The project was funded by the Department for Transport (DfT) under the DfT-CPC Collaborative Programme, and was developed and delivered between April 2020 and March 2021. The project aligns with the UK Government’s commitment to ‘Build Back Better’, to support growth through significant investment in infrastructure, skills and innovation, and to pursue growth that levels up every part of the UK, enabling the transition towards Net Zero.
Assessing sustainable transport solutions for rural mobility
The Assessing Sustainable Transport Solutions (AsSeTS) for Rural Mobility project addressed this gap by improved the knowledge base around demand for new mobility services, exploring alternative data sources.
Part of this vision to ‘level up’ the country includes, through improved transport services, rural and semi-rural communities having access to the same opportunities and key services as urban populations. DfT is currently exploring options for taking a Rural Strategy forward.
The project identified ways to improve accessibility and transport solutions in rural environments by improving the knowledge base around demand for new mobility services. This was achieved by exploring alternative data sources to represent demand for travel in a rural context and o use new data sources to create (beyond this project) a demand model, and exploring tailored interventions to the rural areas by establishing the relationship between population density and travel demand and estimating the effectiveness of different New Mobility Services (NMS) solutions for meeting expectations for rural transport demand.
AsSeTS Mobility Qualitative Research – Previous and Current Journeys and Transport Usage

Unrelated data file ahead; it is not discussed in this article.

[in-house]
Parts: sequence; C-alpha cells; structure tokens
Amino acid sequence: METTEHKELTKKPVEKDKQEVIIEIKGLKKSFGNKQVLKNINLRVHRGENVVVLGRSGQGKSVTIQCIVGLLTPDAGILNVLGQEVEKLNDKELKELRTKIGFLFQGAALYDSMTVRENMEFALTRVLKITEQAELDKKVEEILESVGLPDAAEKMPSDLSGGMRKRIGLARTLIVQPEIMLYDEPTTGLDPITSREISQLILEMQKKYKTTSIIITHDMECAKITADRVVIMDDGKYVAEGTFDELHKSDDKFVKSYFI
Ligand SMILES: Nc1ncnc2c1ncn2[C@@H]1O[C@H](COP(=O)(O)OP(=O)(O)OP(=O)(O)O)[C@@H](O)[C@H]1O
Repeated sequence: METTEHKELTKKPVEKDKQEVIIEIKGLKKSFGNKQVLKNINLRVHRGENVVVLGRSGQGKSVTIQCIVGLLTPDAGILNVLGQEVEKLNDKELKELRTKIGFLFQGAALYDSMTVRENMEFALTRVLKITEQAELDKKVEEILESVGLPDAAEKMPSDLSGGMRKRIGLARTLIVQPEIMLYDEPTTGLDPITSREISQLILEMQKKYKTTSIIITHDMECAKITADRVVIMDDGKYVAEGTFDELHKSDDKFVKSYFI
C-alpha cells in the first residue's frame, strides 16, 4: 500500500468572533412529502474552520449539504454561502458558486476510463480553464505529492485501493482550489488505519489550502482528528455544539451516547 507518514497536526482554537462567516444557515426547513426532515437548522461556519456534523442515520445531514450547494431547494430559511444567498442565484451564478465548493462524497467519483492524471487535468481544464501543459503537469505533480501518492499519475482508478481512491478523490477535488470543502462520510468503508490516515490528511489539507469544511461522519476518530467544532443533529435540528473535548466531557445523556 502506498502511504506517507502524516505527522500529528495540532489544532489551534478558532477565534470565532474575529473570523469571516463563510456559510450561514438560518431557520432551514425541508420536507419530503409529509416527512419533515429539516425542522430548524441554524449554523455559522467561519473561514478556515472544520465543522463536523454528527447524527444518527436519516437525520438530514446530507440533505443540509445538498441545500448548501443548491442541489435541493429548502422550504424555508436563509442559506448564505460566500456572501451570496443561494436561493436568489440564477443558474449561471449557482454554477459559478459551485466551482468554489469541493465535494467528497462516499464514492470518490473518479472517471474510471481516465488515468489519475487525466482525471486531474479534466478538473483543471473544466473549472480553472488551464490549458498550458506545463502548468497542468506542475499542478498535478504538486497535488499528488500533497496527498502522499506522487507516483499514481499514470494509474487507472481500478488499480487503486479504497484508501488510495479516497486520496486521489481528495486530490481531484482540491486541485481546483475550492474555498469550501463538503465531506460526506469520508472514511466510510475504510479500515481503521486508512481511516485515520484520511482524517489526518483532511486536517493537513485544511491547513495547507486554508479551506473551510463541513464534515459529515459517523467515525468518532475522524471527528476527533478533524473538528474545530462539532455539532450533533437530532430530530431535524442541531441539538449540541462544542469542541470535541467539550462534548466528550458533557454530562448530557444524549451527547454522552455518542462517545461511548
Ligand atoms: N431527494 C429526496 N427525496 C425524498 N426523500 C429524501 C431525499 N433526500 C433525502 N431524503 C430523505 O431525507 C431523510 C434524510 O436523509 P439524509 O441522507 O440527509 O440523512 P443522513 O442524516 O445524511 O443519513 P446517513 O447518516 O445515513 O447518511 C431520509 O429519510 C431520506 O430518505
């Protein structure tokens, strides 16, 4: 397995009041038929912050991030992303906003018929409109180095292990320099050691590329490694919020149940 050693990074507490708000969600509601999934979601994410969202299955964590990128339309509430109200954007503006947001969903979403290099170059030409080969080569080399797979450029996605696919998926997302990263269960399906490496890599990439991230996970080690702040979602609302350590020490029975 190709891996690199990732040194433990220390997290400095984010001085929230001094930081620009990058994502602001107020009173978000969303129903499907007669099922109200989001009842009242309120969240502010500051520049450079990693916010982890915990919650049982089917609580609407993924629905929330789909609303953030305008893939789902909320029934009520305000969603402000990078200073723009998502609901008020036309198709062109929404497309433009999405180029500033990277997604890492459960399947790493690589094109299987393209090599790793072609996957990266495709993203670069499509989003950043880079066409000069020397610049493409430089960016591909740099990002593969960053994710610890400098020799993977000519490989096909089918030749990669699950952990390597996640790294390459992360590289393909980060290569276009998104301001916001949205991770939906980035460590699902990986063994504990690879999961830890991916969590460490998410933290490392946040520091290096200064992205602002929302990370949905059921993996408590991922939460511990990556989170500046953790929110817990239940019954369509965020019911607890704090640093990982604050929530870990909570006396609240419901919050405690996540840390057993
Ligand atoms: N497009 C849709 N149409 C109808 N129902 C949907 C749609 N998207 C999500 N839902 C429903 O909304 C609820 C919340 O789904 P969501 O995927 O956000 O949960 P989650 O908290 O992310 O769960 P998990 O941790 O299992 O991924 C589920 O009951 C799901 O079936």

AsSeTS Project – Assessing Alternative Mobility Solutions for Rural Areas in the UK
In doing so, the project identifies and suggests ways to remove barriers which prevent NMS being commercially viable in rural areas by using data-driven approaches to understand typical daily travel patterns and identifying new mobility services which can be deployed commercially, and those that will be likely to require on-going financial support, in order to provide socially necessary services.
The benefits of the adoption of a data-driven approach for the introduction of on-demand mobility in rural areas are to derive recent, at scale and comprehensive information on residents’ travel patterns and habits. The Mobile Network Data at trip-chain level enables quick access to a large user base, which in turn emphasises the link between places and existing connections between the urban periphery and rural areas.
This data-driven approach will allow Local Authorities to plan flexible mobility services tailored to residents’ travel needs, including when periods of uncertainties linked to Covid-19 lockdowns occur. The transferability of the AsSeTS data-driven approach to other rural areas supports the introduction of new mobility services for people and goods and creates added value for councils and mobility providers.